To celebrate the 21st International Bat Night, we have also donated to the library the children’s book ‘Bobby the Brown Long-Eared Bat’, which is sold in support of the Bat Conservation Trust. Written by novelist A S Mills and beautifully illustrated by Kate Wyatt, the story follows young Bobby, his family of bats and his first journey in the outside world.

More: Symptoms of ‘ash dieback’ spotted in the reserve »

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August in the Three Brooks nature reserve

Posted on Thursday 7th September 2017 at 11:44 pm by SH (Editor)

Swan and cygnet ringing at the lake in the Three Brooks Local Nature Reserve, Bradley Stoke.

An update from Sara Messenger of Bradley Stoke’s Three Brooks Nature Conservation Group.

Swan ringing

Although we have in previous years wanted to ring our cygnets, we never managed to find a time when both the birds were present or the ringer’s first baby wasn’t making an appearance (welcome to young Freddie). So we were rather excited that this year it all seemed to be coming together, and mostly it did. The first flaw in our plan came when we discovered we were rather short on swan jackets, as it turned out that the three Robin had planned to borrow and the three Richard planned to borrow turned out to be the same three jackets! The second flaw was putting up a corral in knee-deep water. While the boys patiently waited for the birds to decide to all be in the corral at the same time, they discovered that the silt at the bottom of the lake was less firm under foot than they thought and that they were now thigh-deep in water. It was at this point that the cry went up and we chose to just take the birds from the lake, only for the boys to discover that they were now stuck fast in the mud and, as their waders rapidly filled with cold water, they could only watch as three of the cygnets glided past.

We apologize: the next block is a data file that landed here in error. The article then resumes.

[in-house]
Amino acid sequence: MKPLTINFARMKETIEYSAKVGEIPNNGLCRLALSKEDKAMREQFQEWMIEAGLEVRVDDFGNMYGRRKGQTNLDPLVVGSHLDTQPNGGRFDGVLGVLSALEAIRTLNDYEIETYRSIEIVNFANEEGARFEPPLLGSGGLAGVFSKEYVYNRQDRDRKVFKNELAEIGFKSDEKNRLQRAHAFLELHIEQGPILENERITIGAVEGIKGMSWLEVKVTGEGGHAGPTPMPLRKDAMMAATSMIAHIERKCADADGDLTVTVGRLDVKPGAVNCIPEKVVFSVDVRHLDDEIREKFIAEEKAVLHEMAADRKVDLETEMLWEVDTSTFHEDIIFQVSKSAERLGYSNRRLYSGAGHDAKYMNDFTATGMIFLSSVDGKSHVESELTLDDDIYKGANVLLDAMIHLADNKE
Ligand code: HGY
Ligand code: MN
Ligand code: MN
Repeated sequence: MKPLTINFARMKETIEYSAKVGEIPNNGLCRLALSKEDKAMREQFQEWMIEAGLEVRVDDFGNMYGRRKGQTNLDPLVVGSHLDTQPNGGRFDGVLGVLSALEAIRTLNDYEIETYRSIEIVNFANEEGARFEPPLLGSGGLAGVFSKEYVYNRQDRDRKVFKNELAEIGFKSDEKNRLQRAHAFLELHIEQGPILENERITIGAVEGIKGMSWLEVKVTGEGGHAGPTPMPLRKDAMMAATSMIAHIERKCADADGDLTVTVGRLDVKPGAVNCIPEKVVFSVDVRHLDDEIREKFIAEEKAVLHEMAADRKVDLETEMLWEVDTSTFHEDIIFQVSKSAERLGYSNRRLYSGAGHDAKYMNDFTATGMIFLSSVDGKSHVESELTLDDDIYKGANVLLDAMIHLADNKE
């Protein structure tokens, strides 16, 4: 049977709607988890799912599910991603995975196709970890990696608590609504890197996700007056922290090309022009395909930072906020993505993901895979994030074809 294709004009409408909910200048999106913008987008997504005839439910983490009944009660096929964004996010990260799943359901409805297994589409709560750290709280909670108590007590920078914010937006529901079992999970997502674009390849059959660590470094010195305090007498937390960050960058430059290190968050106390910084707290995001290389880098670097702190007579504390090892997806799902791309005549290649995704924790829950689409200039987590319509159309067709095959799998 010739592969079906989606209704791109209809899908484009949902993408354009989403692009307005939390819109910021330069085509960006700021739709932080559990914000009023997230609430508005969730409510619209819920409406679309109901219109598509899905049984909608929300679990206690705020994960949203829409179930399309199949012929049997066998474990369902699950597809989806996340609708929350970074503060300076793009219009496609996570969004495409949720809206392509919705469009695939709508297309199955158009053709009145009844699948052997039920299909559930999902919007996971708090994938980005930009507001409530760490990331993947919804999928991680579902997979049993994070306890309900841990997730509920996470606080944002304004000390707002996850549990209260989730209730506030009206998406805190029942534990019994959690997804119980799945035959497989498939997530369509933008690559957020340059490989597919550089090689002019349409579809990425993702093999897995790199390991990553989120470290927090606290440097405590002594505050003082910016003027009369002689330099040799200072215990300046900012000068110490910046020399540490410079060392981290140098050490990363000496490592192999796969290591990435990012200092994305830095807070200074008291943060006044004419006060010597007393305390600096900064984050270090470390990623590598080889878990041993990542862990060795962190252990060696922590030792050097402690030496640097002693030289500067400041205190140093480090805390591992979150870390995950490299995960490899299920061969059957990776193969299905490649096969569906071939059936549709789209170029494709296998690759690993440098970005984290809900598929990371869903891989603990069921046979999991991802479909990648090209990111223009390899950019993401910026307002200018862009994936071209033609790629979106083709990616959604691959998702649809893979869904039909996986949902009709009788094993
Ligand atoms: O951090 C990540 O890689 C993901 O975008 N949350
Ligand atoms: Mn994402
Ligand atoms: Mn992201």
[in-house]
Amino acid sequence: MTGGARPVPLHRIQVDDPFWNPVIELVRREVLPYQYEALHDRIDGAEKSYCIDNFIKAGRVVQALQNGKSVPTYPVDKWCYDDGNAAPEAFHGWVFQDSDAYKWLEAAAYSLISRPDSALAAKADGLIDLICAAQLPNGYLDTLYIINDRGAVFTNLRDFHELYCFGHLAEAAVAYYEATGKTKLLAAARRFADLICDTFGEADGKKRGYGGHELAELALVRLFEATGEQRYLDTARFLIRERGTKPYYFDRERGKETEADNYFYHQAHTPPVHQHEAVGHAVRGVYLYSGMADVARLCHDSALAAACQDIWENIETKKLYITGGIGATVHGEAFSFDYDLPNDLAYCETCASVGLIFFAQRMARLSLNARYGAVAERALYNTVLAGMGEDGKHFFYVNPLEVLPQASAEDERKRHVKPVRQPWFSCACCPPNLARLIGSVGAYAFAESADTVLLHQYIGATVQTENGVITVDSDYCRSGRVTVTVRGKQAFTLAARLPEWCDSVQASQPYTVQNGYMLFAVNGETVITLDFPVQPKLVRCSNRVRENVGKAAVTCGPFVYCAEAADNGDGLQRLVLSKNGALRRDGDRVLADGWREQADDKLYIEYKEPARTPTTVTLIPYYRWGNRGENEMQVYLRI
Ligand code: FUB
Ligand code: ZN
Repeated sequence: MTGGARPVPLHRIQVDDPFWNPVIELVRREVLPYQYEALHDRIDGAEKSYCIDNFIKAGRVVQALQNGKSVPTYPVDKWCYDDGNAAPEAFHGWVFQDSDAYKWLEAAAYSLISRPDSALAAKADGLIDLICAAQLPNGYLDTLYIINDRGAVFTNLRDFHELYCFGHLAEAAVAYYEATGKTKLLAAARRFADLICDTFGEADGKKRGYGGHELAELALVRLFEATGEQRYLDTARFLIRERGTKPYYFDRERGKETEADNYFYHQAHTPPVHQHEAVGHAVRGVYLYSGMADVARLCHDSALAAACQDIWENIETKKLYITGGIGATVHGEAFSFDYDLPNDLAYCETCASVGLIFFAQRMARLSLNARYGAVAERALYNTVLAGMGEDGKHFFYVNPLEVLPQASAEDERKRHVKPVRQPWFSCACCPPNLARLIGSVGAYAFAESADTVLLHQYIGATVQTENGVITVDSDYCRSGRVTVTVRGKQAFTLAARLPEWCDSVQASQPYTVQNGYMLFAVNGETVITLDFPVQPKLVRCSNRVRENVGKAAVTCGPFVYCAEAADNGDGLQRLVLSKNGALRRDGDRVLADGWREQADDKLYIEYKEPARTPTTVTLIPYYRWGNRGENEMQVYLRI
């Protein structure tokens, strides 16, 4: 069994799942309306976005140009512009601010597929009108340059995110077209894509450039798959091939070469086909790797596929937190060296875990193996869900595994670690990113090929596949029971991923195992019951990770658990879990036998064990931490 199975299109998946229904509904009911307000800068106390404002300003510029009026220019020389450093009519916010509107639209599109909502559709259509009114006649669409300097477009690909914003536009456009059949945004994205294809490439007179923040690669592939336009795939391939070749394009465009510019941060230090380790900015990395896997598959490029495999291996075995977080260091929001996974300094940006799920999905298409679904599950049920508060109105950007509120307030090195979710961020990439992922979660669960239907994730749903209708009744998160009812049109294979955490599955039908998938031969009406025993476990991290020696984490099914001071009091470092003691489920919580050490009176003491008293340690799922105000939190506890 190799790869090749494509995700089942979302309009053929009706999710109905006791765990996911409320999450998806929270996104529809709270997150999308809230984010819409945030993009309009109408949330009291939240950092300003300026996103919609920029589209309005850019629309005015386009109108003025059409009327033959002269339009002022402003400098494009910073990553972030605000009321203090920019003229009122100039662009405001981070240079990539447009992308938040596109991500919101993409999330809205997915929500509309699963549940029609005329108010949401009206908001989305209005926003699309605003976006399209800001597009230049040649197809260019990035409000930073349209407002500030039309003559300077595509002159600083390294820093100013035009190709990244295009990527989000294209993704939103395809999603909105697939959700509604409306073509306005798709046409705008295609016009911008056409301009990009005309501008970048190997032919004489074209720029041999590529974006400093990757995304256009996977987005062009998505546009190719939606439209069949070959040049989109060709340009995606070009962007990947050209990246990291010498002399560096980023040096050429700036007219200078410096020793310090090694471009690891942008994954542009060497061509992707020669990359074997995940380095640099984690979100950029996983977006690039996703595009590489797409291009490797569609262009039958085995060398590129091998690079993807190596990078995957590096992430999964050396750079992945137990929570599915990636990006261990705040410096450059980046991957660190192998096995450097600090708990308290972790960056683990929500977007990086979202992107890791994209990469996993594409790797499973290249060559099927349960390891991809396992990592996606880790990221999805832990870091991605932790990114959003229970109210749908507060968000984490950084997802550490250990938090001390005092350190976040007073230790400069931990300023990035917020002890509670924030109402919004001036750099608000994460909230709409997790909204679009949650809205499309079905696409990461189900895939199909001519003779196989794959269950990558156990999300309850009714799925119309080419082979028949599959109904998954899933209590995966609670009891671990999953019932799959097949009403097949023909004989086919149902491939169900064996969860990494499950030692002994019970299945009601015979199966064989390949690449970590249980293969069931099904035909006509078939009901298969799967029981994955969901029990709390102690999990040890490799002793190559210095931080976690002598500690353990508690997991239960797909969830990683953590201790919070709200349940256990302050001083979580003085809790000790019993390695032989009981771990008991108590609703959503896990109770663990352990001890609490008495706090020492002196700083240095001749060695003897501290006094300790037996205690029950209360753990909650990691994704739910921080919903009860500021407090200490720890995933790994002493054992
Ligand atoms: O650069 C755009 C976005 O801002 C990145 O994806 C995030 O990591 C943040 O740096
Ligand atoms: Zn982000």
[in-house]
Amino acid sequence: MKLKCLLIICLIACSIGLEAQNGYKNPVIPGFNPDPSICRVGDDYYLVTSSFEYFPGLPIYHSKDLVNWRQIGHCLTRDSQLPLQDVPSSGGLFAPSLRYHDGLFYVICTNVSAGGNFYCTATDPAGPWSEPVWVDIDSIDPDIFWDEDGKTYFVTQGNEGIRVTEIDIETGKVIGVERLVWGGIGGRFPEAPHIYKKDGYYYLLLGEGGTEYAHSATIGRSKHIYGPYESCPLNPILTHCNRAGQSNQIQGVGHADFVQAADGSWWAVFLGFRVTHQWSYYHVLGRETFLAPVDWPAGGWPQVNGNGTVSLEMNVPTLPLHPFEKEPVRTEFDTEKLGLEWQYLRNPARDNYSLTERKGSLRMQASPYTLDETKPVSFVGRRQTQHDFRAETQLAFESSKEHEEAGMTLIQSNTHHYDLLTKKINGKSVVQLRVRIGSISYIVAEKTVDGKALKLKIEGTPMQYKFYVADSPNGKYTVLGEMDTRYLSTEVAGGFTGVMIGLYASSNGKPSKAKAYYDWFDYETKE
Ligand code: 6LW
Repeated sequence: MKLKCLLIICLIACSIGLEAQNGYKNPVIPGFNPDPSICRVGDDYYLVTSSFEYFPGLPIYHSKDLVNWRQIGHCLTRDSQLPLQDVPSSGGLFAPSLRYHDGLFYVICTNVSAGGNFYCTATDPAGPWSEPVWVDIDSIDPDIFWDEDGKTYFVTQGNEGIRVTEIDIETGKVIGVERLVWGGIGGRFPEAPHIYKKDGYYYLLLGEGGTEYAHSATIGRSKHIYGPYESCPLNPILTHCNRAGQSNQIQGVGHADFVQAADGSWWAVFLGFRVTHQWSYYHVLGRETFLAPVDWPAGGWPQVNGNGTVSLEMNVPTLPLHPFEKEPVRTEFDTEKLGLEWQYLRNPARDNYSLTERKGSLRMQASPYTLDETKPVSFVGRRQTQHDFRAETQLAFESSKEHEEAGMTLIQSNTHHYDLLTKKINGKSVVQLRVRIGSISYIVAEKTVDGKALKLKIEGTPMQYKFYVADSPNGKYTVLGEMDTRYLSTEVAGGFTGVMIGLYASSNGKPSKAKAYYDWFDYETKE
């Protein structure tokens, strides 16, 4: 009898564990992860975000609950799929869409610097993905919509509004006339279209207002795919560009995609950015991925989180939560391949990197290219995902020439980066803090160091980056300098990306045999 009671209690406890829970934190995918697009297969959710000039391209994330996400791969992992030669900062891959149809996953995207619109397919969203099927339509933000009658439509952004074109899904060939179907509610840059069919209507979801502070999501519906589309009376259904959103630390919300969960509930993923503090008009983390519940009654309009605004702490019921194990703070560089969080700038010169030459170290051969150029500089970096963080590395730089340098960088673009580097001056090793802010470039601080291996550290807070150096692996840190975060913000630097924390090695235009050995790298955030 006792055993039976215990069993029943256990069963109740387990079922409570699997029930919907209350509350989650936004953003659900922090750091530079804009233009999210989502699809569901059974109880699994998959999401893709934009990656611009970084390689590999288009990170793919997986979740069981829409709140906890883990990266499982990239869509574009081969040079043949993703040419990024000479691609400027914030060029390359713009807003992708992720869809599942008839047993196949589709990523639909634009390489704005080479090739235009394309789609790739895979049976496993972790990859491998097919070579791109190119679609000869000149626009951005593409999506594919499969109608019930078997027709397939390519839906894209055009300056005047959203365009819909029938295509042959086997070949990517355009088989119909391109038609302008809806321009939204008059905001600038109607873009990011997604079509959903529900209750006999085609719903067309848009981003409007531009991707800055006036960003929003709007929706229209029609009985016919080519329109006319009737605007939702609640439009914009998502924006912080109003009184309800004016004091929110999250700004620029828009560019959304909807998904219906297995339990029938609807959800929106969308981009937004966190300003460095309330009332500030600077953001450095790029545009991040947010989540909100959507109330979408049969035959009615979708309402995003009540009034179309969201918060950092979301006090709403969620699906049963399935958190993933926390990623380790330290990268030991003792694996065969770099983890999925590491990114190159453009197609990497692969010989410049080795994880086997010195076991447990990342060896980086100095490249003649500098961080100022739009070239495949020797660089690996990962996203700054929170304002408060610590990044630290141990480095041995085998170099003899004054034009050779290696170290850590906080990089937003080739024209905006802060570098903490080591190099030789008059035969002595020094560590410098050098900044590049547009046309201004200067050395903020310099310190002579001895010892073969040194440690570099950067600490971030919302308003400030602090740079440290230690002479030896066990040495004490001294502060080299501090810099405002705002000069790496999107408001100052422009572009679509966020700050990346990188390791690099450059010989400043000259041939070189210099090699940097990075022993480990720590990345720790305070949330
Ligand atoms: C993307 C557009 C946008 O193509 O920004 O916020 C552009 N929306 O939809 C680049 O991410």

Weighing a cygnet at the lake in the Three Brooks Local Nature Reserve, Bradley Stoke, Bristol.After that, everything went smoothly, the birds were remarkably unfazed by our attentions and the two adults and two cygnets were safely trussed up, checked over and weighed. Who knew that Ikea bags were perfect for this? (Although we’re hoping Gill remembered to wash it out before she used it again.) None of the group has the required swan ringing licence, so that part of the evening was left to Richard, who works at WWT Slimbridge and wildlife expert and author Ed Drewitt. Richard also showed us how to determine which birds are male and which are female, which is a very hands on technique! As we’re very organised, the two males have their rings on their left legs and the two females on their right. The female cygnet has been named Lily, her name was chosen by young Olivia Hayes and the male cygnet has been named Angelo by our slightly older but no less charming Emma.

I’d like to say “thank you” to everyone who helped out and to all the dog walkers who were happy to take the long way home to avoid stressing the birds while they were on land. Also to Les, who helped us try to persuade the other birds they too would like some bling.

More: Cygnet suffering from ‘angel wing’ due to bread-based diet »